I love noticing the little things that are different than in the USA and Canada as we travel around the world. I found a number of things that you can do with coins that you either can’t do in the USA or Canada or can no longer do with coins.
The USA is one of the few countries in the world that has somewhat limited usage of coins for money. For example, the largest coin commonly used in the USA is the quarter, worth 25 cents. (Wait, wait, before you start arguing that there is the dollar coin in the USA, it hasn’t been minted since 2011 and about the only place you see them used regularly is in casinos.)
The paper Euro starts at a 5 Euro note. Below that, everything is coins. They come in denominations of 2€, 1€, 0.5€, 0.2€, 0.1€, 0.05€, 0.02€ and 0.01€. I definitely find myself carrying more coins in my pocket in Europe than I do in the USA.
I am not sure if it is because of greater acceptance of coins, or just custom, but I have noticed that there are many things in Spain that coins are used for that either don’t exist in the USA or aren’t used regularly.
For my first example, this is something that used to be available in the USA, but is now very rare – cigarette machines. Cigarette machines used to be all over in the USA, but their use has been heavily restricted. They can only exist in locations where individuals under 18 years of age are not allowed to enter. I can’t remember the last time I have seen a cigarette machine in the States.
In Spain, most restaurants and bars have a cigarette machine. They have a sign on or near it that says that you must be 18 in order to purchase cigarettes, but I am not sure how they enforce that rule.
Speaking of vending machines, there are plenty of the typical vending machines that sell soda, snacks, etc. here as well. One thing that is different than in the USA and Canada is that often time these are stand-alone vending machines are built into a nook in a wall on the street. Most of the time in the USA or Canada you see vending machines as part of another business – hockey rink, corner of the mall, hotel lobby, etc. In Spain, they are usually just set up by themselves with no tie to an adjoining business.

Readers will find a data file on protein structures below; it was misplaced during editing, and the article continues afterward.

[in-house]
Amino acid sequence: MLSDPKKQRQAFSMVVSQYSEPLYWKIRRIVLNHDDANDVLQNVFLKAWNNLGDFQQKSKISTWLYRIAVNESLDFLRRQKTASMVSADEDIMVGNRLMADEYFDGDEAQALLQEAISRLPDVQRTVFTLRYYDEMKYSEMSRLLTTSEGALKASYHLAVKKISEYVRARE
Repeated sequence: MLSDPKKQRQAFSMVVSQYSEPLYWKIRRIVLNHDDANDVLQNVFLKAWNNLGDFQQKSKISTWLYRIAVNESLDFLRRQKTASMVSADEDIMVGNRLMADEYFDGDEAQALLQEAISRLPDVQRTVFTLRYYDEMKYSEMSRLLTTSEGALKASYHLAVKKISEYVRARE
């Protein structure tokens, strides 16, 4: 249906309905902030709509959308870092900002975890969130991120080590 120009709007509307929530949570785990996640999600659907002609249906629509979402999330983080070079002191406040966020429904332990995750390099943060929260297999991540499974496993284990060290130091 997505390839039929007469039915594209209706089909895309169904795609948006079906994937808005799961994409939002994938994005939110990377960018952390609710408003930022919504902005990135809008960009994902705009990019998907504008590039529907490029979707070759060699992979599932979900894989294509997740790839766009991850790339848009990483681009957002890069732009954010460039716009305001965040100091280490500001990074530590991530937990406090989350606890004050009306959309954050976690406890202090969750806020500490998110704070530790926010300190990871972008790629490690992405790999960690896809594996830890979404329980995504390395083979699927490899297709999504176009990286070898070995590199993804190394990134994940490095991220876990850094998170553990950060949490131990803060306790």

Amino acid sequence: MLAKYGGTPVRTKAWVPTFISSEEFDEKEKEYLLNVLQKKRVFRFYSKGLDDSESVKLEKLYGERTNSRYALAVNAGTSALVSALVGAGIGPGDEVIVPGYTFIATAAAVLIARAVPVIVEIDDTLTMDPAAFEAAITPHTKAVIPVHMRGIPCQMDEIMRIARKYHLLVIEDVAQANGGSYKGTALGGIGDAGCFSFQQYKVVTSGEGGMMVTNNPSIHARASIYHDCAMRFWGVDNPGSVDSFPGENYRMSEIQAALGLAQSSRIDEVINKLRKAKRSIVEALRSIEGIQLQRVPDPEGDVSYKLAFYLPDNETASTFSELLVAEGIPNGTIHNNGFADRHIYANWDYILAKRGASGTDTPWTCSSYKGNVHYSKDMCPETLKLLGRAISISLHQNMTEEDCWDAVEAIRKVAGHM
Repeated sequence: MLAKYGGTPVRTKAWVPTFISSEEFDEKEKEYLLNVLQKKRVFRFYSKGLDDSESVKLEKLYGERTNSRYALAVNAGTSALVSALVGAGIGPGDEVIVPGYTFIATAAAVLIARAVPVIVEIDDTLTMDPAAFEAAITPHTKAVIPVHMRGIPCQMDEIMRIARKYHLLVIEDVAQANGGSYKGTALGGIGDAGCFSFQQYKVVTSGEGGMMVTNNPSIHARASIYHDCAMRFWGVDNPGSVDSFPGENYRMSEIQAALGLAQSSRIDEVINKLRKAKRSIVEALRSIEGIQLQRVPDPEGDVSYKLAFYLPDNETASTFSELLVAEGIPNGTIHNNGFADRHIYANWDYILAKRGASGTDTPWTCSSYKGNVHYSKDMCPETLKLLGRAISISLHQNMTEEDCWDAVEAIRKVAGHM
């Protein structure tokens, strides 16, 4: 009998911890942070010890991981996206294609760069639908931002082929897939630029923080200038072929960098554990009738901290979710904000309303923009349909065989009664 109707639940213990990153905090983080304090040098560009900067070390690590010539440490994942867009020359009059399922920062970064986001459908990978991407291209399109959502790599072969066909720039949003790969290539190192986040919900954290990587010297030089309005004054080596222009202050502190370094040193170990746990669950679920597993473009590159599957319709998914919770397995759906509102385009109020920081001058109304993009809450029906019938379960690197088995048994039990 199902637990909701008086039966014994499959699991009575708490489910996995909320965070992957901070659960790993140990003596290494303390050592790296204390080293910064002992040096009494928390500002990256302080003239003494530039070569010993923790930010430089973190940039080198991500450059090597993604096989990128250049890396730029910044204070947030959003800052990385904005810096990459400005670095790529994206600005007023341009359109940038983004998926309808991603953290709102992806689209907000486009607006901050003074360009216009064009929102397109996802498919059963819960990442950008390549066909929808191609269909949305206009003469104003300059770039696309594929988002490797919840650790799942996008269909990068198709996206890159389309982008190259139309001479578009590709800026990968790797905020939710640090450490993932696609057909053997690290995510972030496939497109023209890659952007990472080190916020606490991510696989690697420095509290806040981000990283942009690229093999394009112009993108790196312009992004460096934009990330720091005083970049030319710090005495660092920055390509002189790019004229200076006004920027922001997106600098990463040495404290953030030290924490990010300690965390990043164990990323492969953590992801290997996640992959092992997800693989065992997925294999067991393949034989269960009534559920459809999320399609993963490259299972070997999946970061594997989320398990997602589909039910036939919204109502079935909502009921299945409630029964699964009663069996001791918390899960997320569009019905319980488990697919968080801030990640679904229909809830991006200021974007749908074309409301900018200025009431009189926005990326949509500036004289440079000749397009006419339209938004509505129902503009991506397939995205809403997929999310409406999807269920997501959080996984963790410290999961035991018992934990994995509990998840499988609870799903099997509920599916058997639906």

The thing that I noticed is that many machines sell items that you don’t typically see sold in vending machines in the USA and Canada. For example, next to the machine that you can get a Coke and bag of chips is a machine that you can get smoking materials such as rolling papers, filters, pipes for smoking tobacco (or other things) and super strong breath mints to mask the smell of tobacco (or other things). Right next to that machine is usually a machine where you can purchase condoms, lubricants and other adult related paraphernalia. I don’t think I have ever seen that in the USA or Canada.
In the City Park in Barcelona we came across this coin operated toilet. For 0.50€ you can have a clean restroom in the middle of the park. The claim is that the restroom is sanitized after each use. I spent 0.50€ just to see what it looked like. Stainless steel inside. Very clean. Air hand dryer. And a timer. Apparently you get 15 minutes to do your business. There is a countdown clock on the wall. Not sure what happens if you try and overstay your 15 minutes.
Many of the churches and cathedrals in Spain will take your coins as well. I am not Catholic, so maybe this is common in Catholic churches in the USA and Canada, but I have never seen them before. In Catholic churches you can light a candle called a votive candle, or prayer candle. Usually there is a small fee for the candle. In many of the churches we have seen in Spain, there are no longer real, wax candles. Instead, there are banks of electric candles. You drop a coin in the slot and a number of candles light according to how much money you put in. I tried a couple, it looks like you get one light for every 0.10€. Not sure how long the “candle” stays lit. I am also not sure why things have moved to electric candles. Is it to reduce fire hazards? Reduce cleaning and maintenance that wax candles require? Anyway, this might be common in the USA as well, but not being Catholic I have only been in a Catholic church a few times in the past 20 years in the USA and don’t recall seeing the electric candles.
In virtually every grocery store of any size I have seen in Spain there are small lockers at the entrance of the store. You are not allowed to bring a backpack, large purse or bag, or bag of goods purchased in another store into a grocery store. You need a 1€ coin to use these. Insert the coin, close the door, turn the key and remove it. When you come back later to retrieve your bag, you get your coin back. In addition to the cubicles, many stores have coin operated chains where you can chain up your personal grocery buggy or bicycle.
So there you go! A few uses of coins that you don’t see every day in the USA or Canada.